from The American Heritage® Dictionary of the English Language, 5th Edition.

  • noun The outer projecting portion of the ear.
  • noun Biology An earlobe-shaped part, process, or appendage, especially at the base of an organ.

from The Century Dictionary.

  • noun The pinna of the external ear; that part of the organ of hearing which projects from the side of the head. See pinna, and cut under ear. Also auricula.
  • noun A chamber or one of the chambers of the heart into which the blood comes from the veins, and from which it passes into the ventricle or one of the ventricles.
  • noun Something, or some part of a thing, like or likened to an ear: variously applied, chiefly in botany, zoölogy, and comparative anatomy.
  • noun An instrument applied to the ears to assist in hearing; a kind of ear-trumpet.

from the GNU version of the Collaborative International Dictionary of English.

  • noun The external ear, or that part of the ear which is prominent from the head.
  • noun The chamber, or one of the two chambers, of the heart, by which the blood is received and transmitted to the ventricle or ventricles; -- so called from its resemblance to the auricle or external ear of some quadrupeds. See heart.
  • noun (Zoöl.) An angular or ear-shaped lobe.
  • noun An instrument applied to the ears to give aid in hearing; a kind of ear trumpet.

from Wiktionary, Creative Commons Attribution/Share-Alike License.

  • noun anatomy The outer ear or pinna.
  • noun anatomy An ear-shaped appendage of the left or right atrium of the heart.
  • noun anatomy An atrium, the smaller of the two types of heart chamber.
  • noun botany Any appendage in the shape of an earlobe

from WordNet 3.0 Copyright 2006 by Princeton University. All rights reserved.

  • noun a small conical pouch projecting from the upper anterior part of each atrium of the heart
  • noun the externally visible cartilaginous structure of the external ear


from The American Heritage® Dictionary of the English Language, 4th Edition

Middle English, auricle of the heart, from Old French, little ear, from Latin auricula, ear, earlier diminutive of auris, ear; see ous- in Indo-European roots.

from Wiktionary, Creative Commons Attribution/Share-Alike License

From Latin auricula, diminutive of auris ("ear")


  • Right at the start of my experiments upon animals it had occurred to me, as to other investigators, that one could penetrate diagonally through the right auricle from the upper into the lower vena cava.

    Werner Forssmann - Nobel Lecture

  • The external part of the ear is called the auricle, or outward ear, which is a cartilaginous funnel, connected to the bones of the temple, by means of cellular substance, and likewise by its own proper ligaments and muscles.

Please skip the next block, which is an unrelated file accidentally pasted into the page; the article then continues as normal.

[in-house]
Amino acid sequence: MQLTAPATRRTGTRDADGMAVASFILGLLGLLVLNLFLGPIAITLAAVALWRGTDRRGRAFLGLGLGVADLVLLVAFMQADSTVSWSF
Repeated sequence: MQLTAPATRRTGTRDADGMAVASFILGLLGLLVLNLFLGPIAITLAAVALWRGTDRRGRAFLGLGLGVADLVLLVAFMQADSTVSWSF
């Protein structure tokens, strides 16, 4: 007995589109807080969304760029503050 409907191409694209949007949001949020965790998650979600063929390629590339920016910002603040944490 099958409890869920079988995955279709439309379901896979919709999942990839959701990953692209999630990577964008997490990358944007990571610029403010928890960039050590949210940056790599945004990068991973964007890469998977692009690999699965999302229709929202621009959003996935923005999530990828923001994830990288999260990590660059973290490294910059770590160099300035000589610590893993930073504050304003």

Popular Lectures on Zoonomia Or The Laws of Animal Life, in Health and Disease

  • With a skillful pressing movement of her auricle, which is used as a hammer, she pushes the gathered gold into her baskets.

    Wil's Ebay E-Store

  • 25 THE HUMAN BRAIN The auricle is another uniquely mammalian feature.

    The Human Brain

  • Abbreviations: P, the outside opening of the pneumostome (breathing hole); MC, mantle collar (the front edge of the mantle that is fused to the top of the head in a live snail); K, kidney, V, ventricle; A, auricle (the ventricle and the auricle together make up the heart); R, rectum (its opening is within the pneumostome); L, lung.

    Archive 2009-01-01

  • The eight tribal leaders were scheduled to meet each other on Monday in Wana to discuss plans to achieve peace between between security forces and insurgents. and it reminded me of an auricle that I have neglected to post.

    Archive 2008-01-01

  • The peripheral system includes the external ear (auricle and ear canal), the tympanic membrane, or eardrum, the middle ear (three small and connected bones: malleus, incus, and stapes), the oval window boundary, and the inner ear (vestibular system and cochlea).

    You Raising Your Child

  • Slice through to whichever interior chamber you hit first — auricle or ventricle — and lay the heart out open.

    You gotta have heart | Diane Duane's weblog: "Out of Ambit"

  • So that, in his view (Fig. 2), the course of the blood was from the intestine to the liver, and from the liver into the great ‘vena cava’, including what we now call the right auricle of the heart, whence it was distributed by the branches of the veins.


  • Furthermore, he demonstrated that the cavities of the left side of the heart — what we now call the left auricle and the left ventricle — are, like the arteries, full of blood during life, and that that blood was of the scarlet kind — arterialised, or as he called it



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